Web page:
Taking matters a step further, the petitioner maintained that the combination of Loring's continued coercion and the cumulative psychological effects of the abuse (amounting to what is commonly known as battered woman's syndrome) rendered her incapable of disclosing the abuse to her attorneys at the time of trial. 1 In her view, both the revelation of the abuse and her changed testimony qualified as newly discovered evidence. See Commonwealth v. Grace, 397 Mass. 303, 491 N.E.2d 246, 248 (1986). Furthermore, on her assessment of the case, this newly discovered evidence would have affected the outcome of the trial because it would have allowed her to explain that whatever actions she took on the day of Maynard's demise were taken under duress (i.e., coerced by Loring).
The original trial justice had retired, so a different judicial officer (whom, for ease in exposition, we shall refer to as the state court motions justice) held a four-day evidentiary hearing to supplement the affidavits and psychiatric reports submitted with the petitioner's motion. The hearing included testimony from the petitioner, the therapist who had begun to treat her, the lawyers who had represented her at trial, and Dr. Prudence Baxter (an expert on battered woman's syndrome). At the conclusion of the hearing, the state court motions justice denied the motion in a strongly-worded opinion. Commonwealth v. Pike, No. 94-091, slip op. at 2 (Mass.Super.Ct. Apr. 8, 1998) (unpublished). We offer a synopsis of the findings upon which that decision rested.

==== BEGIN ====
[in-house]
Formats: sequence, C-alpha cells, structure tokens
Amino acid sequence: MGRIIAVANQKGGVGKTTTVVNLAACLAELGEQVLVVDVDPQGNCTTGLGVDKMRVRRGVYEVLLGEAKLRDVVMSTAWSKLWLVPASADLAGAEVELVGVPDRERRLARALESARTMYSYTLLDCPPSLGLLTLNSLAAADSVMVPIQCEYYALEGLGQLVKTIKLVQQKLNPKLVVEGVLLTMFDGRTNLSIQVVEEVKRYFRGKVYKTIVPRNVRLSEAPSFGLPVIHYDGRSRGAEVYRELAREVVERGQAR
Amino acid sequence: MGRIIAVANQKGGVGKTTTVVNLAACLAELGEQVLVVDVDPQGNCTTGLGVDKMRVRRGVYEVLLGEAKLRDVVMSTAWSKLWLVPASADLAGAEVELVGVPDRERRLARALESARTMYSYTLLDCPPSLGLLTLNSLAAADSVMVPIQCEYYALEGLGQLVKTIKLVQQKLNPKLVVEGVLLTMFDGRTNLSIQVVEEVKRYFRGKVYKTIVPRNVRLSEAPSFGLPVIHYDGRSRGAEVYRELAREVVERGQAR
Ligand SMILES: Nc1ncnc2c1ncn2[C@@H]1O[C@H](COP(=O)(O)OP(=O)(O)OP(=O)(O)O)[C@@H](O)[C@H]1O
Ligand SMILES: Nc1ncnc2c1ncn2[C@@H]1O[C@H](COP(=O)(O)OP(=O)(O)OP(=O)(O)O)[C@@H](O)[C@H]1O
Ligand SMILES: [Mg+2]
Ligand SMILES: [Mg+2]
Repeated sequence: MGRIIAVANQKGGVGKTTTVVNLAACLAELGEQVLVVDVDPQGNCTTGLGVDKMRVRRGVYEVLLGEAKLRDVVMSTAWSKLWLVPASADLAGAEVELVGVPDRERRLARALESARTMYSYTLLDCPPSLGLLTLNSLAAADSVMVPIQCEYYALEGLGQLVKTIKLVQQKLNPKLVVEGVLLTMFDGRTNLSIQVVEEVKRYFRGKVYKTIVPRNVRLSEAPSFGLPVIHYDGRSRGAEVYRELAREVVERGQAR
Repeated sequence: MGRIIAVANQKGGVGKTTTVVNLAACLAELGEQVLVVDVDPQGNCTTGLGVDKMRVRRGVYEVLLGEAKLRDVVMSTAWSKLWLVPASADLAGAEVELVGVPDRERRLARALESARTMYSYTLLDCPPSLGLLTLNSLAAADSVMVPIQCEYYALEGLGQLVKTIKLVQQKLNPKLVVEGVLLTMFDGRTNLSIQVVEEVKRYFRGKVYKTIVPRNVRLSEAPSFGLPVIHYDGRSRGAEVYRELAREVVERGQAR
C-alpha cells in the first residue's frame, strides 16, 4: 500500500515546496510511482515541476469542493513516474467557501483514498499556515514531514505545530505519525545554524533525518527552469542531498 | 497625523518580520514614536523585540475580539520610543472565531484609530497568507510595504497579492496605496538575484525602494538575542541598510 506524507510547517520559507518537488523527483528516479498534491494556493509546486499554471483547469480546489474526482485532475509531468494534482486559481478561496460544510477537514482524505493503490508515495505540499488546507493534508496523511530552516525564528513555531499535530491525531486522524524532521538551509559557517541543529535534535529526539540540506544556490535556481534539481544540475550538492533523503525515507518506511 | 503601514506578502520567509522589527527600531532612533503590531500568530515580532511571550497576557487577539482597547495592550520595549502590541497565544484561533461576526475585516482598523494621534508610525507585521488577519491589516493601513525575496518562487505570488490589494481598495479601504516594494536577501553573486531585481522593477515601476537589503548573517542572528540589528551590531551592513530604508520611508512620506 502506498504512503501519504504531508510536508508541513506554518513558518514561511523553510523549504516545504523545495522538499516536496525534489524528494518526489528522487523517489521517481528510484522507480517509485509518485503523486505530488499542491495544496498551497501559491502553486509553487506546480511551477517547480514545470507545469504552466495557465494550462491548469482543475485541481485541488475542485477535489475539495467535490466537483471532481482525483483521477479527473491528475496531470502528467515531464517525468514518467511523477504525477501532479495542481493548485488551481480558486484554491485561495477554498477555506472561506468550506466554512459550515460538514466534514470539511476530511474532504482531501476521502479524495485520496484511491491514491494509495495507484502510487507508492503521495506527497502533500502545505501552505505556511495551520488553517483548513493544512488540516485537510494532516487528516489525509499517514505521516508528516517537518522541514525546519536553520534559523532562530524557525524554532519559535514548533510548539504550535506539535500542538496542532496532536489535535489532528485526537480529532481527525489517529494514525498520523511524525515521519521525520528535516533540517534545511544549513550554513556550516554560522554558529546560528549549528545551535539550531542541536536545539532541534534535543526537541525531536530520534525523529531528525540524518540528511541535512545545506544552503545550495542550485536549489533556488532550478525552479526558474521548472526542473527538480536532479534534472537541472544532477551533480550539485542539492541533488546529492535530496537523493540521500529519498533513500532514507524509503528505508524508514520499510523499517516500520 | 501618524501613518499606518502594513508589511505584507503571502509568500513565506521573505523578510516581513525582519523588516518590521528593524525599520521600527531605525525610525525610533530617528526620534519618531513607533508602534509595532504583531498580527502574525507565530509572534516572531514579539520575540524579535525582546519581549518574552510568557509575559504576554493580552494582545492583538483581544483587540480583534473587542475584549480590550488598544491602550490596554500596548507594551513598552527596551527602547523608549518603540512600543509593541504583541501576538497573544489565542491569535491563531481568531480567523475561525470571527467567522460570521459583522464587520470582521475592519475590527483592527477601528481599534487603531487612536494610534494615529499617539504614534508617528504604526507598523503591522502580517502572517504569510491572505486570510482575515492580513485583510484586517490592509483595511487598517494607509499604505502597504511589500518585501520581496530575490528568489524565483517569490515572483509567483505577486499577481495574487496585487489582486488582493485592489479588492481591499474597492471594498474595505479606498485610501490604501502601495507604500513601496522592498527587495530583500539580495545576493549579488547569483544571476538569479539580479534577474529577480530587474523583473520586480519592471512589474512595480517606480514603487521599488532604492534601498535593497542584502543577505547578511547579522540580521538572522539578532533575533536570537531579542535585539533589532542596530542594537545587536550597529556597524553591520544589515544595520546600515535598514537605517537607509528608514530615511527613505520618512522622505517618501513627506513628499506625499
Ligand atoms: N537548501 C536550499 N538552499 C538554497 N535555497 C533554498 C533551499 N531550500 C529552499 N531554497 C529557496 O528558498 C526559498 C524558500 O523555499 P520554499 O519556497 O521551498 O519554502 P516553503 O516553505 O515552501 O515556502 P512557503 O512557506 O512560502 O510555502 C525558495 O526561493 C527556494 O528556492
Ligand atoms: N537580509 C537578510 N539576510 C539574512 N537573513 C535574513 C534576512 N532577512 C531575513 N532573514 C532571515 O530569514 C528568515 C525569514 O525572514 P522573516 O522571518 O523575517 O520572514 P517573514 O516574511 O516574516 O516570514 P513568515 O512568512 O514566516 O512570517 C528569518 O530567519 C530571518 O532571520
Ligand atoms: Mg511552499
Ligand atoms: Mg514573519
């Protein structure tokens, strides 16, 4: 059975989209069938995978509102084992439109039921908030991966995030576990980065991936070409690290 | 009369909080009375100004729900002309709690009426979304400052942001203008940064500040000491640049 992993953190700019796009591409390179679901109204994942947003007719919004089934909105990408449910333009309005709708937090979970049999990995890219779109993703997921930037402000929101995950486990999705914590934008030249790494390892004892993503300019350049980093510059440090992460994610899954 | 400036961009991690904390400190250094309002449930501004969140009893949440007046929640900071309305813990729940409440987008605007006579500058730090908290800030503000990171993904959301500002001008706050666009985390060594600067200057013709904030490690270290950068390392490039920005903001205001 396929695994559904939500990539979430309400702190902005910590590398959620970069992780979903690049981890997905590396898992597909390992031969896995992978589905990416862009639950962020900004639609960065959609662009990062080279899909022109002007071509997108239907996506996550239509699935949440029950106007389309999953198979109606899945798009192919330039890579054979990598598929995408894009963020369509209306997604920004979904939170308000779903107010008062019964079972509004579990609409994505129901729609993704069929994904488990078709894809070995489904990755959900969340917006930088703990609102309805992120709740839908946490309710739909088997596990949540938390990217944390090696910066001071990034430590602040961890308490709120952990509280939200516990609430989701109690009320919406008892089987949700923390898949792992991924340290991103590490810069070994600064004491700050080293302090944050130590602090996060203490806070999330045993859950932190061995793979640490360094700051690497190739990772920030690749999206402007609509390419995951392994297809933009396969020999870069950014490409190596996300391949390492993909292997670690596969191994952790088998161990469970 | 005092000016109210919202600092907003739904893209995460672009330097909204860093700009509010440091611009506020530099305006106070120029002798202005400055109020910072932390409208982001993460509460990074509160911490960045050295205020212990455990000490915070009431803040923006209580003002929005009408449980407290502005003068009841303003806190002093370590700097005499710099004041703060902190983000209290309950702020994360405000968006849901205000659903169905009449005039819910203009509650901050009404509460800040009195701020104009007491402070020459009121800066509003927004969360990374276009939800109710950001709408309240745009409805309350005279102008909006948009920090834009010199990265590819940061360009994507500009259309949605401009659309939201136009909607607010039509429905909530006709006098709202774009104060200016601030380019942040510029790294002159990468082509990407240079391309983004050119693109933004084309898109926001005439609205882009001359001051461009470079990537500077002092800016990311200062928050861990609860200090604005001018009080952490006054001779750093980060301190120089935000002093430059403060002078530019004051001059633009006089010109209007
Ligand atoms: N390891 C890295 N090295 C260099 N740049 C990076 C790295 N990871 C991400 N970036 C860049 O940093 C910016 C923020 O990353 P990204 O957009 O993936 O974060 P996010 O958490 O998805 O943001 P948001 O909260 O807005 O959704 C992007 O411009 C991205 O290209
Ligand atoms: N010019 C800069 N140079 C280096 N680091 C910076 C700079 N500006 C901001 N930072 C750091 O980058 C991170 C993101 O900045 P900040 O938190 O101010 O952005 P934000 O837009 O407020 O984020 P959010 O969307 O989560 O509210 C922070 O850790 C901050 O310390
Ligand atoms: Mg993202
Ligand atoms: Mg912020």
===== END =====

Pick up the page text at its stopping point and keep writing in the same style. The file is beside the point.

While assuming that evidence of battered woman's syndrome could in some cases support the granting of a new trial, the state court motions justice found the petitioner's version of events "implausible" and her testimony "unreliable," especially with respect to the degree of control that Loring exerted over her during their pretrial incarceration. Id. at 13. Specifically, the state court justice concluded that "[w]hile it [was] likely that [the petitioner] was subjected to some of the described acts [of abuse], at least up to the point of her incarceration, it [did] not follow that [she] meekly surrendered to Loring's inescapable control at the time of her trial." Id.